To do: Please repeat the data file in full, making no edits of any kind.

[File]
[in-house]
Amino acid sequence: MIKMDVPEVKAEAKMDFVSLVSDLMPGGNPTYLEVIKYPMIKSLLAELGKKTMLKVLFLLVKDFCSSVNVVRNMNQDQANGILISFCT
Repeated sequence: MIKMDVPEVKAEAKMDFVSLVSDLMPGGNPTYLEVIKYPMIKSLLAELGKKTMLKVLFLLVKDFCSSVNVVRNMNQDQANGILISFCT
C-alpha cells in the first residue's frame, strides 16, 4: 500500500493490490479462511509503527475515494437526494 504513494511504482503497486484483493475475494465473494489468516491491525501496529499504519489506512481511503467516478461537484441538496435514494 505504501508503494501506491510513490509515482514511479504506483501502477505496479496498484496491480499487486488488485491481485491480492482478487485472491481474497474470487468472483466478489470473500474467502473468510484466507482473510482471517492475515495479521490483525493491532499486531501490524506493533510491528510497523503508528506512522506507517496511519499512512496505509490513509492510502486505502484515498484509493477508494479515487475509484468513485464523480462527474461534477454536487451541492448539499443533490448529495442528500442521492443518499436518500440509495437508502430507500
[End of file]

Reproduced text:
[in-house]
Amino acid sequence: MIKMDVPEVKAEAKMDFVSLVSDLMPGGNPTYLEVIKYPMIKSLLAELGKKTMLKVLFLLVKDFCSSVNVVRNMNQDQANGILISFCT
Repeated sequence: MIKMDVPEVKAEAKMDFVSLVSDLMPGGNPTYLEVIKYPMIKSLLAELGKKTMLKVLFLLVKDFCSSVNVVRNMNQDQANGILISFCT
C-alpha cells in the first residue's frame, strides 16, 4: 500500500493490490479462511509503527475515494437526494 504513494511504482503497486484483493475475494465473494489468516491491525501496529499504519489506512481511503467516478461537484441538496435514494 505504501508503494501506491510513490509515482514511479504506483501502477505496479496498484496491480499487486488488485491481485491480492482478487485472491481474497474470487468472483466478489470473500474467502473468510484466507482473510482471517492475515495479521490483525493491532499486531501490524506493533510491528510497523503508528506512522506507517496511519499512512496505509490513509492510502486505502484515498484509493477508494479515487475509484468513485464523480462527474461534477454536487451541492448539499443533490448529495442528500442521492443518499436518500440509495437508502430507500